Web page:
Me to editor: "Please headline this column 'Lutherans and Catholics agree: Vote "no" on amendment.'"
Editor to me: "Really?! That's a big story!"
Me to editor: "Well ... it's not that amendment. And it's not the Lutheran and Catholic churches' official governing bodies. But yeah, I think it's a big deal."
When this state's two leading faith-based social service agencies, Lutheran Social Services and Catholic Charities, speak out in opposition to a proposed constitutional change in voting requirements, this long-ago religion reporter smells a story.
Many Lutheran synods and Minnesota's Roman Catholic dioceses have staked out opposite sides of the proposed constitutional ban on same-sex marriage that's on the Nov. 6 Minnesota ballot. Their differences have been widely trumpeted in the 15 months since that amendment went on this year's ballot.
Some Minnesotans might not appreciate the religious overtone the marriage amendment debate has acquired. But it was to be expected. Marriage is a matter about which religions claim considerable authority.
What isn't as well-known is that some prominent church folk are also talking about the "other" amendment. The governing boards of both Lutheran Social Services (LSS) and Catholic Charities of St. Paul and Minneapolis (CC) think the proposed photo-ID-to-vote requirement ought to be rejected.
LSS has taken the rare step of asking Lutheran congregations in Minnesota to insert a position statement into Sunday-morning worship bulletins. CC's Office of Social Justice is contacting parishes offering information and even a skit to get their message across.
Why should nonpartisan, faith-based social service organizations care about whether a would-be voter needs to wave a government-issued ID card to get a ballot at the polls? It's because such a requirement would make voting more difficult for "the least of these" -- these agencies' frail elderly, disabled and homeless clients.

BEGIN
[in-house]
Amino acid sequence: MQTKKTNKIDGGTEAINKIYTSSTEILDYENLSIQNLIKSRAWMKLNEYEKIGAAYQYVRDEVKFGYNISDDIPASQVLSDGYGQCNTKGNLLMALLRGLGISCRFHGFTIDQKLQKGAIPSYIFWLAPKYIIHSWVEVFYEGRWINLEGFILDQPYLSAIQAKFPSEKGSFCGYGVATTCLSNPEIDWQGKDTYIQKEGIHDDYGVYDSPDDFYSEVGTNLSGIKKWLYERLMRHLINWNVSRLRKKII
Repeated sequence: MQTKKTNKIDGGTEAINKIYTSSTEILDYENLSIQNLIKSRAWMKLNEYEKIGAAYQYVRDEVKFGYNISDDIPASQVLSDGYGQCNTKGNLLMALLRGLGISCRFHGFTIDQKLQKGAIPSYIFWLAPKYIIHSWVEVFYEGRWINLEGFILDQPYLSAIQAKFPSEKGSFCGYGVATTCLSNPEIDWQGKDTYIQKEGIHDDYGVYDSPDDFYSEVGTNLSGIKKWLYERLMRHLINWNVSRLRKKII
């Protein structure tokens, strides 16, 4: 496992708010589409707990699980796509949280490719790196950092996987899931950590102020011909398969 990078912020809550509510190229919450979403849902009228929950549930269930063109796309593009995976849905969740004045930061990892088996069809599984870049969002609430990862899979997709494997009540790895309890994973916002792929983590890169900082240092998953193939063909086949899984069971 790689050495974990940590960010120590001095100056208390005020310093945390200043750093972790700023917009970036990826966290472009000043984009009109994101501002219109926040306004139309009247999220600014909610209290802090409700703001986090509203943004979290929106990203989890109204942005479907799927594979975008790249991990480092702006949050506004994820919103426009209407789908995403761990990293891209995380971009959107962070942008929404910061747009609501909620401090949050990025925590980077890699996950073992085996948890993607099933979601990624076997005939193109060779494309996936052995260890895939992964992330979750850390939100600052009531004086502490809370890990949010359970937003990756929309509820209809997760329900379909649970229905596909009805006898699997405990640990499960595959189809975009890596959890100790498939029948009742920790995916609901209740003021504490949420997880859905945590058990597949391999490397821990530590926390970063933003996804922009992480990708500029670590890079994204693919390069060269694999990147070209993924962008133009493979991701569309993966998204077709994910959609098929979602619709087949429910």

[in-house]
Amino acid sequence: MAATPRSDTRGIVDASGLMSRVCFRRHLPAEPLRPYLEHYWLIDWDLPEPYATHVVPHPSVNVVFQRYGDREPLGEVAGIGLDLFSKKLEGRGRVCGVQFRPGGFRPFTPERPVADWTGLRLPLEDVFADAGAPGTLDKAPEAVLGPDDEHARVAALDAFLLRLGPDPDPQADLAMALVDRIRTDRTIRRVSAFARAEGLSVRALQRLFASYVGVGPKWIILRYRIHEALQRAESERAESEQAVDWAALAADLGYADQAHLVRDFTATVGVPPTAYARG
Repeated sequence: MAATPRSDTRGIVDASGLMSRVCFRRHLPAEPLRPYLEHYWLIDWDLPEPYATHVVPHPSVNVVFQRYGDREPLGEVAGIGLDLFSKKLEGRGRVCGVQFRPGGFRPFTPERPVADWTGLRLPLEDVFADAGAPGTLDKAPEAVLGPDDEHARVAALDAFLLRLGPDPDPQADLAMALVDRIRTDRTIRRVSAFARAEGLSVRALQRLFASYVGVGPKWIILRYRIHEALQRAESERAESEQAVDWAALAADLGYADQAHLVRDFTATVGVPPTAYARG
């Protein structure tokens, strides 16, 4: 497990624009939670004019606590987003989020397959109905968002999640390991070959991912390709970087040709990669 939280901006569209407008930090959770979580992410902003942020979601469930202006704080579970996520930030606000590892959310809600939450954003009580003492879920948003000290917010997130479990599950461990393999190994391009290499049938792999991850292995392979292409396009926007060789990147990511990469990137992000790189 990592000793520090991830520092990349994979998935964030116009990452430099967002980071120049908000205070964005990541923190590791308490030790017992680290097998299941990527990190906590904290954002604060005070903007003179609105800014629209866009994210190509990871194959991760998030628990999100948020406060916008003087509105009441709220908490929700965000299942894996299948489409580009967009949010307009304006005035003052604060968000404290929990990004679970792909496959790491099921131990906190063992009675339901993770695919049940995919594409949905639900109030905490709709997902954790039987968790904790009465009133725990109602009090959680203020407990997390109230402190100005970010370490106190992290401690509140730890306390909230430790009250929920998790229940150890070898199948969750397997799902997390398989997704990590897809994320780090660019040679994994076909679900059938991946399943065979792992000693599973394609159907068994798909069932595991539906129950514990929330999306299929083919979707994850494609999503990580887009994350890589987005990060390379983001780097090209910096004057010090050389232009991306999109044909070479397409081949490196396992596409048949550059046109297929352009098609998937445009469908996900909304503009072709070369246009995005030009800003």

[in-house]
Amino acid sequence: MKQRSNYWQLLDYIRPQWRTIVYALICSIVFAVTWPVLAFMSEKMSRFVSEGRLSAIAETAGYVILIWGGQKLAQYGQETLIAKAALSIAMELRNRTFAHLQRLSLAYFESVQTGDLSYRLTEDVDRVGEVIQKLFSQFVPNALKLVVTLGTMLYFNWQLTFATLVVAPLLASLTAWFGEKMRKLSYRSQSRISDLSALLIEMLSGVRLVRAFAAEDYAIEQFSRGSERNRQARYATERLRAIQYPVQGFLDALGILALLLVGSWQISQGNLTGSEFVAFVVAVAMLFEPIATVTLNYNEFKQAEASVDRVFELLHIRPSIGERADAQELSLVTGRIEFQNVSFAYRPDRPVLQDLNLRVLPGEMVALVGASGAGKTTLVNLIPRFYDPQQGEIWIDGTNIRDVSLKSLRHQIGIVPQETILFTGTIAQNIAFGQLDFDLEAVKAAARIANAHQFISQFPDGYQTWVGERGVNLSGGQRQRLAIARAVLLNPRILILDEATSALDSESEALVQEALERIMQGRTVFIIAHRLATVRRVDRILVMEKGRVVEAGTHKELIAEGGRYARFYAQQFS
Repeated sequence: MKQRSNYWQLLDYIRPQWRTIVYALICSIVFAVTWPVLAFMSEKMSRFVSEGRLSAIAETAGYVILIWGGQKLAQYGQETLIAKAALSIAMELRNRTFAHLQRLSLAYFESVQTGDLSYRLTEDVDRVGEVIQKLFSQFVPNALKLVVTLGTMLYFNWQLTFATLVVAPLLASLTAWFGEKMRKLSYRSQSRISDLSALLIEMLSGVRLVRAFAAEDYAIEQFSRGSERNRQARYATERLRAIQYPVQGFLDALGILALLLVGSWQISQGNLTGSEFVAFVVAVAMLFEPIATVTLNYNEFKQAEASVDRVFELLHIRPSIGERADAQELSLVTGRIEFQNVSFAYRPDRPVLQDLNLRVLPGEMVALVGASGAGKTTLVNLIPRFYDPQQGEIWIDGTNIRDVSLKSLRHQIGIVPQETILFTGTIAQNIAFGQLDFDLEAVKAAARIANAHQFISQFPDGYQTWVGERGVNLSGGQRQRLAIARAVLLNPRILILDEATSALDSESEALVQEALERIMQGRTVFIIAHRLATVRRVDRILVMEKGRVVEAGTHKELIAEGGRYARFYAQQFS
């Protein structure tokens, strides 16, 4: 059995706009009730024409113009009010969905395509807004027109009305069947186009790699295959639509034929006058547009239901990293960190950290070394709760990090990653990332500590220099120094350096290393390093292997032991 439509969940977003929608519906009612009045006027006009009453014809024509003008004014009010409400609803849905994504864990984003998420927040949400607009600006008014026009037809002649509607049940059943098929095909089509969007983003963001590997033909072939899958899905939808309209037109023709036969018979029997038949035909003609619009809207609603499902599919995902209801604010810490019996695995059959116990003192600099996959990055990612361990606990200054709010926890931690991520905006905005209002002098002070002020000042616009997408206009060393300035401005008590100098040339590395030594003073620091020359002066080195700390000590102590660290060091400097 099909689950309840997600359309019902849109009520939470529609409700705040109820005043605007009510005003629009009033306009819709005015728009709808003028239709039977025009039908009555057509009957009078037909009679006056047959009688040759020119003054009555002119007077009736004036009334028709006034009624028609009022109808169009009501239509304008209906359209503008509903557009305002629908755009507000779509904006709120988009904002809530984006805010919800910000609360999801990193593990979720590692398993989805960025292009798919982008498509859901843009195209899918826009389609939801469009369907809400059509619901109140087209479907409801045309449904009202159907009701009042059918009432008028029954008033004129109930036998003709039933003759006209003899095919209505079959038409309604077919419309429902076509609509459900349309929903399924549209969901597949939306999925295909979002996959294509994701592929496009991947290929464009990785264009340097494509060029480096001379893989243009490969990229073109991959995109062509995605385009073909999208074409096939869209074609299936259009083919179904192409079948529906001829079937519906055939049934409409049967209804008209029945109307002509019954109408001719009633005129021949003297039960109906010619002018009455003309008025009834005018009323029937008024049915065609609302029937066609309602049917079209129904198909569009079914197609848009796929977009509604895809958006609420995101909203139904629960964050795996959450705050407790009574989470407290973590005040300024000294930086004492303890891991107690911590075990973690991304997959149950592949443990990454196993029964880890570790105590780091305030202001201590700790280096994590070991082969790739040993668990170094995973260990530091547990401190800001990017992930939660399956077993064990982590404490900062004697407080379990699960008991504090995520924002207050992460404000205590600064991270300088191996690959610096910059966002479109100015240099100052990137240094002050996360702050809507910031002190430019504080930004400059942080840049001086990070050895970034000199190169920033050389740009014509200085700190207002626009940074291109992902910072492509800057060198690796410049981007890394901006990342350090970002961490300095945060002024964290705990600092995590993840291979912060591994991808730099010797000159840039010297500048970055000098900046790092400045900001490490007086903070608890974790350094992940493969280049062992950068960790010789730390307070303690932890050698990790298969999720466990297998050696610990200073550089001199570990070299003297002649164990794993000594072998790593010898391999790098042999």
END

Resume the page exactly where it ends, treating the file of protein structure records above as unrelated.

I asked agency heads Jodi Harpstead of LSS and Tim Marx of CC to explain. Here are excerpts:
Harpstead: This amendment would negatively affect so many of the people we serve.
Marx: We registered 500 people in 2008 and helped them get to the polls, and helped them register by vouching for them.
A typical voter in that group would be a gentleman who lost a job, was evicted, and has to spend time in our shelter. Sometimes that's long-term. Someone like that is often transit-dependent, and doesn't have a valid driver's license. He wouldn't have a photo ID that would show a permanent residence. He likely wouldn't have access to a birth certificate, because of the chaotic life he's been put in the position of leading. But he wants to vote.
Harpstead: We work with older adults in rural Minnesota who live in nursing homes, who no longer drive and don't have a current photo ID. We have people who could vote across the street, who know the election judges by name and their children and their grandchildren. But they may have to get a ride 50 miles round-trip to get a photo ID. They've voted in every election since Roosevelt, and now they may not be able to vote unless they get that ride.